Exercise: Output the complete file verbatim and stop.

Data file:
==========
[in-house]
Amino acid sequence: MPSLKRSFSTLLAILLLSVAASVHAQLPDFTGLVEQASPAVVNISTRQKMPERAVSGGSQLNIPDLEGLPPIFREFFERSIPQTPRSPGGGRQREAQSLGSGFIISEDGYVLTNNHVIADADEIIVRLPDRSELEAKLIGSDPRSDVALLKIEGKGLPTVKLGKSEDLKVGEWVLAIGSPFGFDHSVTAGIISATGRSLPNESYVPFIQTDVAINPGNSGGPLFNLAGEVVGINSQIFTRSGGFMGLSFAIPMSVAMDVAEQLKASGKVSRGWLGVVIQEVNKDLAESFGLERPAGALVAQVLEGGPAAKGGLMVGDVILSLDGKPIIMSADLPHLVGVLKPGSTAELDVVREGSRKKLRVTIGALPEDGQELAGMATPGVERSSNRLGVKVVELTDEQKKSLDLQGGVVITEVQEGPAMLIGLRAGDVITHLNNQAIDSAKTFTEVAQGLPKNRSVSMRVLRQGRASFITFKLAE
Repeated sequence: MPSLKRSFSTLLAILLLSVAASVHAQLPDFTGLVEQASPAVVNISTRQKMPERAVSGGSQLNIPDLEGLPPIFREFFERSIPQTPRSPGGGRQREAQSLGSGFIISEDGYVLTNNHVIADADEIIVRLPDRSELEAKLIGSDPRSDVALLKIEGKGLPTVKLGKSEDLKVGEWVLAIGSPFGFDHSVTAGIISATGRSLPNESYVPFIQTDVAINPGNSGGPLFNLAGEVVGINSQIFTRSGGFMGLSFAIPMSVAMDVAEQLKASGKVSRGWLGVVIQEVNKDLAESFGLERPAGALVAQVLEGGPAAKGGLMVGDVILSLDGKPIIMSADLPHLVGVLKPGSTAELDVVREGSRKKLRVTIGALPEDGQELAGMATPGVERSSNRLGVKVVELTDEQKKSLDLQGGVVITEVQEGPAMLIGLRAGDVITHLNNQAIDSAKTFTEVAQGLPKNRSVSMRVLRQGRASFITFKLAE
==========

[in-house]
Amino acid sequence: MPSLKRSFSTLLAILLLSVAASVHAQLPDFTGLVEQASPAVVNISTRQKMPERAVSGGSQLNIPDLEGLPPIFREFFERSIPQTPRSPGGGRQREAQSLGSGFIISEDGYVLTNNHVIADADEIIVRLPDRSELEAKLIGSDPRSDVALLKIEGKGLPTVKLGKSEDLKVGEWVLAIGSPFGFDHSVTAGIISATGRSLPNESYVPFIQTDVAINPGNSGGPLFNLAGEVVGINSQIFTRSGGFMGLSFAIPMSVAMDVAEQLKASGKVSRGWLGVVIQEVNKDLAESFGLERPAGALVAQVLEGGPAAKGGLMVGDVILSLDGKPIIMSADLPHLVGVLKPGSTAELDVVREGSRKKLRVTIGALPEDGQELAGMATPGVERSSNRLGVKVVELTDEQKKSLDLQGGVVITEVQEGPAMLIGLRAGDVITHLNNQAIDSAKTFTEVAQGLPKNRSVSMRVLRQGRASFITFKLAE
Repeated sequence: MPSLKRSFSTLLAILLLSVAASVHAQLPDFTGLVEQASPAVVNISTRQKMPERAVSGGSQLNIPDLEGLPPIFREFFERSIPQTPRSPGGGRQREAQSLGSGFIISEDGYVLTNNHVIADADEIIVRLPDRSELEAKLIGSDPRSDVALLKIEGKGLPTVKLGKSEDLKVGEWVLAIGSPFGFDHSVTAGIISATGRSLPNESYVPFIQTDVAINPGNSGGPLFNLAGEVVGINSQIFTRSGGFMGLSFAIPMSVAMDVAEQLKASGKVSRGWLGVVIQEVNKDLAESFGLERPAGALVAQVLEGGPAAKGGLMVGDVILSLDGKPIIMSADLPHLVGVLKPGSTAELDVVREGSRKKLRVTIGALPEDGQELAGMATPGVERSSNRLGVKVVELTDEQKKSLDLQGGVVITEVQEGPAMLIGLRAGDVITHLNNQAIDSAKTFTEVAQGLPKNRSVSMRVLRQGRASFITFKLAE